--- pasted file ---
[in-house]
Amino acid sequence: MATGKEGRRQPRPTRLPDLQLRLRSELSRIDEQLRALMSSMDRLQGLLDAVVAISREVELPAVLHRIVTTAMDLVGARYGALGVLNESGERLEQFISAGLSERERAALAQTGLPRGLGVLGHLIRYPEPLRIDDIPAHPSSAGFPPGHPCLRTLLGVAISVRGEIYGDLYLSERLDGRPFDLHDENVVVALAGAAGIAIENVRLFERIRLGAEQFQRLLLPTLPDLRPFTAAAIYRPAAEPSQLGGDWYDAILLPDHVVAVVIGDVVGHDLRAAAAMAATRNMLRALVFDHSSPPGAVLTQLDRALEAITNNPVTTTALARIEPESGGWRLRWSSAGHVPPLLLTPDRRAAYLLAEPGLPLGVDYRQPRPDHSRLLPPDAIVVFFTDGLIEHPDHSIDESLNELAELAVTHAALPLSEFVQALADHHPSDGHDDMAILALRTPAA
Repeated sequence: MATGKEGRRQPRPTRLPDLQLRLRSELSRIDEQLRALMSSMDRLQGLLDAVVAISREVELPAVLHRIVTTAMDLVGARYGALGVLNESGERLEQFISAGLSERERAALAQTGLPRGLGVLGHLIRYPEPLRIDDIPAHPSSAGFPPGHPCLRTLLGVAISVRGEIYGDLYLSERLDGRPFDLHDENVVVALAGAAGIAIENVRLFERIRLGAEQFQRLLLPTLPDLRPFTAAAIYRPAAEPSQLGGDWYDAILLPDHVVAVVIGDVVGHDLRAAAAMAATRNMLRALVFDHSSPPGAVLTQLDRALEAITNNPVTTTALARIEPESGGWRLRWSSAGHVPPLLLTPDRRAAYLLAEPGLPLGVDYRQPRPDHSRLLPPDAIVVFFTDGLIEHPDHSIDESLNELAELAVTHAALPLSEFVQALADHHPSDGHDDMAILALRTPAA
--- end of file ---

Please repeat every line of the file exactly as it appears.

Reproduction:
[in-house]
Amino acid sequence: MATGKEGRRQPRPTRLPDLQLRLRSELSRIDEQLRALMSSMDRLQGLLDAVVAISREVELPAVLHRIVTTAMDLVGARYGALGVLNESGERLEQFISAGLSERERAALAQTGLPRGLGVLGHLIRYPEPLRIDDIPAHPSSAGFPPGHPCLRTLLGVAISVRGEIYGDLYLSERLDGRPFDLHDENVVVALAGAAGIAIENVRLFERIRLGAEQFQRLLLPTLPDLRPFTAAAIYRPAAEPSQLGGDWYDAILLPDHVVAVVIGDVVGHDLRAAAAMAATRNMLRALVFDHSSPPGAVLTQLDRALEAITNNPVTTTALARIEPESGGWRLRWSSAGHVPPLLLTPDRRAAYLLAEPGLPLGVDYRQPRPDHSRLLPPDAIVVFFTDGLIEHPDHSIDESLNELAELAVTHAALPLSEFVQALADHHPSDGHDDMAILALRTPAA
Repeated sequence: MATGKEGRRQPRPTRLPDLQLRLRSELSRIDEQLRALMSSMDRLQGLLDAVVAISREVELPAVLHRIVTTAMDLVGARYGALGVLNESGERLEQFISAGLSERERAALAQTGLPRGLGVLGHLIRYPEPLRIDDIPAHPSSAGFPPGHPCLRTLLGVAISVRGEIYGDLYLSERLDGRPFDLHDENVVVALAGAAGIAIENVRLFERIRLGAEQFQRLLLPTLPDLRPFTAAAIYRPAAEPSQLGGDWYDAILLPDHVVAVVIGDVVGHDLRAAAAMAATRNMLRALVFDHSSPPGAVLTQLDRALEAITNNPVTTTALARIEPESGGWRLRWSSAGHVPPLLLTPDRRAAYLLAEPGLPLGVDYRQPRPDHSRLLPPDAIVVFFTDGLIEHPDHSIDESLNELAELAVTHAALPLSEFVQALADHHPSDGHDDMAILALRTPAA